In addition to a redesigned New Event window, the controls used to enter the Begins and Ends times for a new event have been customized for Calendars. Instead of using the baked-in iOS controls, the new controls offer a sleek and sophisticated approach by allowing you to select the hour (daytime hours on top and nighttime hours on bottom) and then minutes (in five-minute increments).
If you’re adding an all-day event, tap the All-Day button and a new control panel will transition on screen. From here, month long calendars for the previous, current and following month display, allowing you to simply tap on the desired date and then tapping the Done button. Calendars certainly isn’t the first app to use a customized control scheme for the event creation function (Agenda is another app that touts a similar feature), but in my experience it’s certainly the app of the best implementation.
Tap & Hold to Add an Event
One of the features Danielson discussed was a the quick-add window that allowed you to create an event quickly, without all the details. That feature has been removed in favor of a tap and hold version that works really well. The feature is available in the Day, Week and Month view and activating it is achieved by (you guessed it) tapping and holding on-screen. If you’re in the Month view, simply tap and hold on a date and a new event identifier will appear. Once you let go, a semi-streamlined version of the New Event window pops-up, and includes all the options in main New Event window.
While adding a new event to a specific date is handy, this feature is even better in the Day and Week views. Say you have a meeting a 2:30 p.m. and you want to create an event for said meeting. If you tap in hold on screen, a new event identifier will appear (as with the Month view); what’s different though, is that the times displayed along the left-hand side will dim, except for the time you are currently selecting. As you move up and down the hours, you’ll see fifteen-minute increments appear between the hours, making it incredibly easy to set your Begins time.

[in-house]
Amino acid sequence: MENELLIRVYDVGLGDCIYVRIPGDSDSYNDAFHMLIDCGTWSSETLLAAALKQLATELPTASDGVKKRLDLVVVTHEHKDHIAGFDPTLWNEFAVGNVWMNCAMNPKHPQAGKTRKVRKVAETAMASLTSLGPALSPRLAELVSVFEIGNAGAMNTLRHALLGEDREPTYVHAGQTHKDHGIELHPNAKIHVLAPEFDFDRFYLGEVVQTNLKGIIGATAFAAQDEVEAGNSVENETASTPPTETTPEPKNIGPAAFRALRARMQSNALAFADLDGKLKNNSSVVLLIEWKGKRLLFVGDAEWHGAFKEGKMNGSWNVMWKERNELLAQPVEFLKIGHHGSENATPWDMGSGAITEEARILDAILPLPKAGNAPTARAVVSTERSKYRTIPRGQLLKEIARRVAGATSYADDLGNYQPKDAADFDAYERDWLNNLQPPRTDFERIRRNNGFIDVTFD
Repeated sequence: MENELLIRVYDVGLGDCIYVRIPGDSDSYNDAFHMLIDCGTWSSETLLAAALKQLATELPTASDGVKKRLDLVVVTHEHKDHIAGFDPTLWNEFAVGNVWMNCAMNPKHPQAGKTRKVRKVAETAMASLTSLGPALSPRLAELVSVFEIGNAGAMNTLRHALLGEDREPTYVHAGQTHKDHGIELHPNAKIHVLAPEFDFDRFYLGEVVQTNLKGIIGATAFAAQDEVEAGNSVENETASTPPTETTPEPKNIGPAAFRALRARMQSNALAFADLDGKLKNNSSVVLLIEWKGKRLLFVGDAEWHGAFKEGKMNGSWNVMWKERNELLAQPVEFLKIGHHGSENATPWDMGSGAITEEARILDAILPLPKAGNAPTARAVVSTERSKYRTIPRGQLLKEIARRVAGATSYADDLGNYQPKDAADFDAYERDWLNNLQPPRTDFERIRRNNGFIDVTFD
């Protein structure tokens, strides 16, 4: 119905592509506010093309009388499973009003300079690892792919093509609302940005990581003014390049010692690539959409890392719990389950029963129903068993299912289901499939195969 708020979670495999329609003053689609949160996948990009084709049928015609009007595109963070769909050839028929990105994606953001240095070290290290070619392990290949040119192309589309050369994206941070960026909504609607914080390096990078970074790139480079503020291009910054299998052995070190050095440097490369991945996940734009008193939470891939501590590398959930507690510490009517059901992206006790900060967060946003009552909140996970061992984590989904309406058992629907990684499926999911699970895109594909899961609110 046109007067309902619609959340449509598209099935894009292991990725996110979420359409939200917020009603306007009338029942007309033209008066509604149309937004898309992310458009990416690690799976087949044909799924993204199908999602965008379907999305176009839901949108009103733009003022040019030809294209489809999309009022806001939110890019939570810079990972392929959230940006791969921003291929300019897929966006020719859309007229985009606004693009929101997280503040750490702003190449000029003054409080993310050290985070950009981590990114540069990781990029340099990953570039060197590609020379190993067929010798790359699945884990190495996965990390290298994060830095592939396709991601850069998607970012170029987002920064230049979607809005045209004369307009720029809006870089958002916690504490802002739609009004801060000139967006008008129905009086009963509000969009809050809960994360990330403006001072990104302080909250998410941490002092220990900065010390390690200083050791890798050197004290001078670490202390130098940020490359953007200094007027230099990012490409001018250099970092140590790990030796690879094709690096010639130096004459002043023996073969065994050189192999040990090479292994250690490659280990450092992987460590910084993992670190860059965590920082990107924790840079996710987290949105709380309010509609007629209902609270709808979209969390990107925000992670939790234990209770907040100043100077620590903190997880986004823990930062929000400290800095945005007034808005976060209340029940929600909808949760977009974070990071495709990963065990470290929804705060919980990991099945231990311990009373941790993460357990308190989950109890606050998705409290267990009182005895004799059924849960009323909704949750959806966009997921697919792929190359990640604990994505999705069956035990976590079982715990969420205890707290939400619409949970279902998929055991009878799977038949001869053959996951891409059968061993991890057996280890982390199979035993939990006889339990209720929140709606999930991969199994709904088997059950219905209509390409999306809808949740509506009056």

The Bottom Line
Danielson didn’t find Calendars to be the right tool for his needs, stating that the app’s implemented feature set “may have inadvertently geared the app toward a specific type of power user.” I certainly use a calendar to make note of certain events, but I assure you I’m not a power user. With that said, I found Calendars to be a very enjoyable calendar app that provides a lot of great and easy-to-use features. Agenda was my go-to calendar app up until this review, but Calendars has stolen its place on my iPad.
If your only experience is using the first-party Calendar app, a transition to Calendars won’t be very jarring. In fact, when you compare the interface in both apps, you’ll find a lot of similar design elements (minus the skeuomorphic design). Some users will instantly be turned off by the $6.99 price tag, but it’s worth noting that the app is universal, which offers a lot of value for iPad and iPhone owners.